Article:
Proton pump inhibitors (also called PPIs), one of the most commonly prescribed classes of drugs in the industrialized world, reduce the production of acid by the stomach. They do this by irreversibly blocking the actions of an enzyme responsible for acid production. They are allowed for ulcer treatment and other gastrointestinal disorders characterized by excessive acid secretion The category includes drugs as Aciphex, Prevacid, Nexium, Vegerid, Kapidex, Prilosec, Dexilant and more.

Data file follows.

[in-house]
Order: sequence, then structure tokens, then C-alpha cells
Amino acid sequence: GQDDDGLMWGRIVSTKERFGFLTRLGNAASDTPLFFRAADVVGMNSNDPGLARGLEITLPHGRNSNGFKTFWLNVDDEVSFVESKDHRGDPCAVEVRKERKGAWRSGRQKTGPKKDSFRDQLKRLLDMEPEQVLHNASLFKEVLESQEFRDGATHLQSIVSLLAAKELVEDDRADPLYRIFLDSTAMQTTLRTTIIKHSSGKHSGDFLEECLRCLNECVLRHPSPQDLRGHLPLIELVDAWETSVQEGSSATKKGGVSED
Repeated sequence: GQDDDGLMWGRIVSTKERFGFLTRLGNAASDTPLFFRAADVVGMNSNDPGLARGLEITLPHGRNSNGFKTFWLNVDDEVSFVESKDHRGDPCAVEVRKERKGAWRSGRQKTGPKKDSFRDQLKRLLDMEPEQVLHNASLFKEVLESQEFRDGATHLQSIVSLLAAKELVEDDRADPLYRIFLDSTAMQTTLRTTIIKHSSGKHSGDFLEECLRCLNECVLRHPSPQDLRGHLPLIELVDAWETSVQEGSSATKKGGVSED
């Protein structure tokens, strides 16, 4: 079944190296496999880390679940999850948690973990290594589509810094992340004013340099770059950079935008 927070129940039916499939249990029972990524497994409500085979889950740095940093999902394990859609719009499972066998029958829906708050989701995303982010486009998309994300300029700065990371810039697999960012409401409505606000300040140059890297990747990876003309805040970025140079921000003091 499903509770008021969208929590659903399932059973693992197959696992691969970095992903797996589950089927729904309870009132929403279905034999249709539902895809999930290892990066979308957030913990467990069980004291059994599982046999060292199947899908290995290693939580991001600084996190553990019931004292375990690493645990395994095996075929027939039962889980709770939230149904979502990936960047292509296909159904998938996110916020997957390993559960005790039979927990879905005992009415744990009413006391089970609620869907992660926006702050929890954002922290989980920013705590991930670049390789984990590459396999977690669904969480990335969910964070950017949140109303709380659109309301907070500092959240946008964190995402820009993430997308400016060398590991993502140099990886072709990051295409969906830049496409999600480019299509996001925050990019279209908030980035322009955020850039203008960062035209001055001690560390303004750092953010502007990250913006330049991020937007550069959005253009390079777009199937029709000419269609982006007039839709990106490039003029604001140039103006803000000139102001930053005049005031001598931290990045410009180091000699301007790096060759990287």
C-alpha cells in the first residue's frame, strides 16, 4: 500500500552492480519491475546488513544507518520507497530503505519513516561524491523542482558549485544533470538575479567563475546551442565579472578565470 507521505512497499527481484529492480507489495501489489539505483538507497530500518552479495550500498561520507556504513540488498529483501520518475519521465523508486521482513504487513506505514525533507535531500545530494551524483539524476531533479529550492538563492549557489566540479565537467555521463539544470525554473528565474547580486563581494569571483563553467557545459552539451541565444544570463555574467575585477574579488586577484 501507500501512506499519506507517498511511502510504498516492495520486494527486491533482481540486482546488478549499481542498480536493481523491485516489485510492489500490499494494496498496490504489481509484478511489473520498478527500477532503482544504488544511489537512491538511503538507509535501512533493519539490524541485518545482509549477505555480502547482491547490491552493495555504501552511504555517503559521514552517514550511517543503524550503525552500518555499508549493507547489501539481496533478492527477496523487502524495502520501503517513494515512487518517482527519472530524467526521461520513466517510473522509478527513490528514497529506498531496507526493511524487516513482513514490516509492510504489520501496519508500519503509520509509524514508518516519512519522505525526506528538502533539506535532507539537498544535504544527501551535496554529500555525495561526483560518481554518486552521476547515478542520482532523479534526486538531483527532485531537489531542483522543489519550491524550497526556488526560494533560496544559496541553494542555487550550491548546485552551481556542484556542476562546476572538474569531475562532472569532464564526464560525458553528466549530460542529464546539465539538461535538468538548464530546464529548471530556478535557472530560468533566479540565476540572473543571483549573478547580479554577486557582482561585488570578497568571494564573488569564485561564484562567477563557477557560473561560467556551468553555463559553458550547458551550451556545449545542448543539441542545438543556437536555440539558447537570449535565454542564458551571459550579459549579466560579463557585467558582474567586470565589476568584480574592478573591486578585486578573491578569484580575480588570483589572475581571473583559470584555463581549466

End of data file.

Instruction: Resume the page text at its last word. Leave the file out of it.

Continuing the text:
Those indigestion pills are taken daily by millions, prescribed worldwide. From statistics, in 2014 Americans filled more than 170 million prescriptions for acid blockers. But proton pumps aren’t limited to the stomach; they are present in just about every cell in our body. All of the cells, with the exception of red blood cells, have mitochondria that allow the body to metabolize carbohydrates and fat to produce energy. Proton pumps are also important in the transport of various substances in the body. Although generally assumed to be safe, recent studies have shown that such drugs have numerous side effects, from an altered gut environment and impaired nutrient absorption to an increased risk for cardiovascular events, kidney disease, and dementia. Though PPIs don’t stay in the blood for very long, their binding to proton pumps is essentially irreversible, they will continue to inhibit the proton pump for longtime. Opportunistic pathogens, including Enterococcus, Streptococcus, Staphylococcus, and E. coli, tended to be more prevalent in the guts of PPI users. Those who used acid blockers also had an increased chance of acquiring Clostridium difficile, Campylobacter, Salmonella, Shigella, Listeria, and community-acquired pneumonia. The effects of PPIs on bone health is causing nutrient deficiency. PPIs also reduce production of nitric oxide, a natural substance that promotes the dilation of blood vessels and improves blood flow. PPIs may also damage blood vessel cell. The kidneys are also affected by PPIs. Collectively, studies suggest that PPIs are not as safe as they are made out to be. There are some alternatives to avoid them and not only using drugs: eating a low-carb diet and resolving low stomach acid which results in bacterial overgrowth.